Like property taxes, homeowner’s insurance is typically escrowed into your monthly payment. Since your house is collateral for the loan, the lender wants to ensure coverage in case of an emergency.
Private Mortgage Insurance (PMI)
Private mortgage insurance is often required when the homebuyer puts less than 20% down. It’s a protection for the lender against default. For conventional loans, you typically stop paying after you’ve reached 20% equity. However, some government-backed loans require PMI for the life of the loan.
What Happens If You Stop Paying Your Mortgage?
In most cases, the lender will issue a Notice of Default once you haven’t paid for 90-180 days. You’ll be given a grace period of three calendar months to work out an arrangement with the lender, sell the house, or pay the outstanding balance. If the default isn’t resolved, the lender will sell the home at an auction.
But that doesn’t have to happen. Review the terms and conditions of your mortgage to see how long you have before the loan goes into default (and if there are late fees). Visit FDIC Foreclosure Prevention to access a variety of resources for struggling homeowners. Since there are variations by state, be sure to find out what happens if you stop paying your mortgage from a local source.
What Happens When You Pay Off Your Mortgage?
Even though it might seem like your obligations are complete after you send that last payment, it’s important to understand what happens when you pay off your mortgage. There are a few important steps.
Your lender should send a canceled promissory note showing the loan has been paid in full. They should also provide a certificate of satisfaction, which you can file with your County Registrar to clear the lien on your property title. In other words, officially make you the owner.
Since the lender has been putting a portion of your mortgage payment into an escrow account to pay your property taxes and homeowner’s insurance, you’ll now need to pay each of these separately. Research the property tax laws in your area to determine where and how frequently to submit your payments. Then contact your homeowner’s insurance company to verify that you’re the sole owner and set up a payment method.
How Do I Get a Mortgage?
Lenders consider many factors when deciding if a homebuyer qualifies for a mortgage. As we discussed earlier, they’re seeking to minimize risk by lending to individuals who are most likely to repay the loan. Let’s look at a few of the ways they assess potential borrowers.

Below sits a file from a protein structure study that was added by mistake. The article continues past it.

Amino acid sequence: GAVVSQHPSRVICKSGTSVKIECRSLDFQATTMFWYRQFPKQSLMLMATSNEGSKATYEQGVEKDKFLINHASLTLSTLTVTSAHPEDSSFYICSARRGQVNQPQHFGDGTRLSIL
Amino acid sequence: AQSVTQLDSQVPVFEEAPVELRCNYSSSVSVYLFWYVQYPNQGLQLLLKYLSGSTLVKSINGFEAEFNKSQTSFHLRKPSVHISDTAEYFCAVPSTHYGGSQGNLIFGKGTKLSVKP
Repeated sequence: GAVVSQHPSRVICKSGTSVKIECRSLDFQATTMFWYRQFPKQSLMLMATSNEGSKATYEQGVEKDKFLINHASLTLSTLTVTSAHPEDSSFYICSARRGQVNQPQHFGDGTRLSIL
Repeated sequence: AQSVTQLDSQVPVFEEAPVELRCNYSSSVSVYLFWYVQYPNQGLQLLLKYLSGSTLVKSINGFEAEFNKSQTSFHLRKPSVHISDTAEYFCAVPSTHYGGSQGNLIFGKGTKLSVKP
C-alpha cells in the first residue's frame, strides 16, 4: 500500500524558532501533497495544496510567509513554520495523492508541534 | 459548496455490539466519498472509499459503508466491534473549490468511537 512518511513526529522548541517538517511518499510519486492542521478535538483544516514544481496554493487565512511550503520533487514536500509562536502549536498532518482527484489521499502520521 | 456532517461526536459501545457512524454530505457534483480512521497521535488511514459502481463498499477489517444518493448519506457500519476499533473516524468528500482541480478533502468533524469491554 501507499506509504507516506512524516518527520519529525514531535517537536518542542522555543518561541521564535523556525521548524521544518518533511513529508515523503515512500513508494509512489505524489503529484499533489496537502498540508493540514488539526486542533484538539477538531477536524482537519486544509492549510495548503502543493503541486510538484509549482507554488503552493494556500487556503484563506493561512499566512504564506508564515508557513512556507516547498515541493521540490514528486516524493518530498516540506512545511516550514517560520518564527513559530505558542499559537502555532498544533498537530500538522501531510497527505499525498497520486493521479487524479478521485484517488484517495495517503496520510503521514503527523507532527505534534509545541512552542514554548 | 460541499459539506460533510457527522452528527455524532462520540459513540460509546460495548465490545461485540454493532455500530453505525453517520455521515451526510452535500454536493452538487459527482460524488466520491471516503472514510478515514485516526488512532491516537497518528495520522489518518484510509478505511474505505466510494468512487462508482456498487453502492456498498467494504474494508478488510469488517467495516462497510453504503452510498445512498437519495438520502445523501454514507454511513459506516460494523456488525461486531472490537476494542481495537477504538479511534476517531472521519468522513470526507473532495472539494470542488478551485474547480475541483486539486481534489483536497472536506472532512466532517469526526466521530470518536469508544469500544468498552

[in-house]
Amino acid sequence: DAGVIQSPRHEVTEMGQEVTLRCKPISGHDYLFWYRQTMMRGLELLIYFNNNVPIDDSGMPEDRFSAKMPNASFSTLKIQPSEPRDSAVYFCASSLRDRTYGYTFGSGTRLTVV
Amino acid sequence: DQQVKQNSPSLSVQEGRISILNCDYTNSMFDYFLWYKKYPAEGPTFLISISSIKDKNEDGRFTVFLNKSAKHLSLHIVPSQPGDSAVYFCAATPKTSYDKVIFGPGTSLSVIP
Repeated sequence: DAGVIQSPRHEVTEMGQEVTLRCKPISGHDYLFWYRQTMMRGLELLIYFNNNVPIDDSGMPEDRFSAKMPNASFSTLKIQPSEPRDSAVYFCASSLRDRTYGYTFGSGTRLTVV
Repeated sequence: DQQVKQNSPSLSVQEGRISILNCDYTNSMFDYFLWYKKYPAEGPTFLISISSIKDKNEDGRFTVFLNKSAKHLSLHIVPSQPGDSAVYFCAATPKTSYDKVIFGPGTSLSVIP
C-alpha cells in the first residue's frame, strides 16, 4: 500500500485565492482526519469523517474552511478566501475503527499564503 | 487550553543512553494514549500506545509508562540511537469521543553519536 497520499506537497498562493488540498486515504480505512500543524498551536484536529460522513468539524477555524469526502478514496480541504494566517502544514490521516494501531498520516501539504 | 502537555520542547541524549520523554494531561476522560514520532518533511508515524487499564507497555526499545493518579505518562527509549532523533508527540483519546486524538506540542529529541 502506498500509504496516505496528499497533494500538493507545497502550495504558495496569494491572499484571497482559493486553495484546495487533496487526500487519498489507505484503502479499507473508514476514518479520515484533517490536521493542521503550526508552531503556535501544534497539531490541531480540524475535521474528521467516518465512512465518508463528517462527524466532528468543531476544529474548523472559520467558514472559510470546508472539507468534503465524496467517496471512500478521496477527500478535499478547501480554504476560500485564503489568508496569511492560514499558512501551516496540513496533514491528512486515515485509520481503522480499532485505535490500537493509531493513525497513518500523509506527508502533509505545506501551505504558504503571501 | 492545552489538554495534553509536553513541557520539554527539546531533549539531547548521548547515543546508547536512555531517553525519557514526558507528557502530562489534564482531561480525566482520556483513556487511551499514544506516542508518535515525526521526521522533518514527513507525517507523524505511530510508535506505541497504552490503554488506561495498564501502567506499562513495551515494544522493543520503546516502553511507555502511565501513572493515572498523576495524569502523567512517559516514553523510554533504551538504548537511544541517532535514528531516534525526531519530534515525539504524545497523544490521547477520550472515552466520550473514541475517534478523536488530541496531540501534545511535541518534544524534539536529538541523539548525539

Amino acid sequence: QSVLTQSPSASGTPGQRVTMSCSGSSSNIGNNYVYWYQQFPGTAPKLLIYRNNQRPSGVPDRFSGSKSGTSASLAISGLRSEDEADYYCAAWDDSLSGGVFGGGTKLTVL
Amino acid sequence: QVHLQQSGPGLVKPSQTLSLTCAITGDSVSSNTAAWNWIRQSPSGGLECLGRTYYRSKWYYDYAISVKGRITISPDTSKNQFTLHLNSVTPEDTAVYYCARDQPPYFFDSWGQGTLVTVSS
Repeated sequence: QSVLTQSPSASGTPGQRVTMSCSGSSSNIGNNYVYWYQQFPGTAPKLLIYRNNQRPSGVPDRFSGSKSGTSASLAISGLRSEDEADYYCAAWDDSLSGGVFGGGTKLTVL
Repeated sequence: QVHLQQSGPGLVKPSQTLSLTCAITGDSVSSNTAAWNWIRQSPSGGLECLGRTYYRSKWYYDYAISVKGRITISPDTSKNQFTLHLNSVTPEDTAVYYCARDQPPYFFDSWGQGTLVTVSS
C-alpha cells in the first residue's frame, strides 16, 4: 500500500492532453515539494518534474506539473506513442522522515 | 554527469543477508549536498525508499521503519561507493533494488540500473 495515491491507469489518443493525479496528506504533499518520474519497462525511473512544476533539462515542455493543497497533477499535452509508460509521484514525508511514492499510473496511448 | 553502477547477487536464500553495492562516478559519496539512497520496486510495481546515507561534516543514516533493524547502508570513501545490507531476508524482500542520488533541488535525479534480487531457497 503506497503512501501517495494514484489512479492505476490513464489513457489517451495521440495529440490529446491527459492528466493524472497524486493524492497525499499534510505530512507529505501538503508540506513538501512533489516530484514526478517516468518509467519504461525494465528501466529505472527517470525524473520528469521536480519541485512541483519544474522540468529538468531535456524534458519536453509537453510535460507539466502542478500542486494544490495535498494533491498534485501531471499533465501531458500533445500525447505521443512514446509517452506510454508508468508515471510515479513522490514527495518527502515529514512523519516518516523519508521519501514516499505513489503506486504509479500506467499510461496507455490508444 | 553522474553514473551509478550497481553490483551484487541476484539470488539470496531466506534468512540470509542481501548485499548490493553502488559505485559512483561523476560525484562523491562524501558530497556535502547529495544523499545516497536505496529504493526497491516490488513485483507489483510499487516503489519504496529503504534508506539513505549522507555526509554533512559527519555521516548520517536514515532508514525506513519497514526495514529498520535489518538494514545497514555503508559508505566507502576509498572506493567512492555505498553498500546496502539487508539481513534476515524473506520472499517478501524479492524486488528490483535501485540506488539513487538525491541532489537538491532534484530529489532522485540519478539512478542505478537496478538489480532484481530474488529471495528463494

Your credit score predicts how likely you are to repay debt. It’s calculated using your payment history, the amount of debt you have, and the length of your credit history. The higher your score, the more likely you’ll receive favorable credit terms, which may translate into lower payments and less interest.
Naturally, your annual income is one of the biggest factors in whether you’ll be approved. Lenders want to know that you have a stable income that’s adequate to cover the mortgage payments.
Lenders also want to be sure that you don’t carry too much debt, as this could affect how much you have leftover for mortgage payments. To calculate your DTI ratio, take your total debt amount and divide it by your gross income (including taxes). For example, if your debt is $4,000 per month and your monthly gross income is $12,000, your DTI is $4,000 ÷ $12,000, or 33 percent. Most lenders want your DTI to be under 36 percent.
A down payment is the cash you pay upfront to get a home loan, typically a percentage of the total sales price of the house. To get a conventional mortgage, you’ll have to pay at least 5%, while government-funded mortgages require less. For example, the VA loan requires no down payment. Also, keep in mind that even if you’re approved, if you make a down payment of less than 20%, most lenders will require private mortgage insurance or PMI. It’s typically .5 to 1% of the loan balance.
Where Do I Get a Mortgage?
You can get a mortgage from a wide variety of lenders, including commercial banks, credit unions, and mortgage loan companies. Some homebuyers engage a mortgage broker, who doesn’t lend you the money but instead finds the best lender for you. You may also want to speak to a real estate agent who may have lenders they can recommend. Regardless, make sure you compare the rates of several mortgage lenders before choosing one.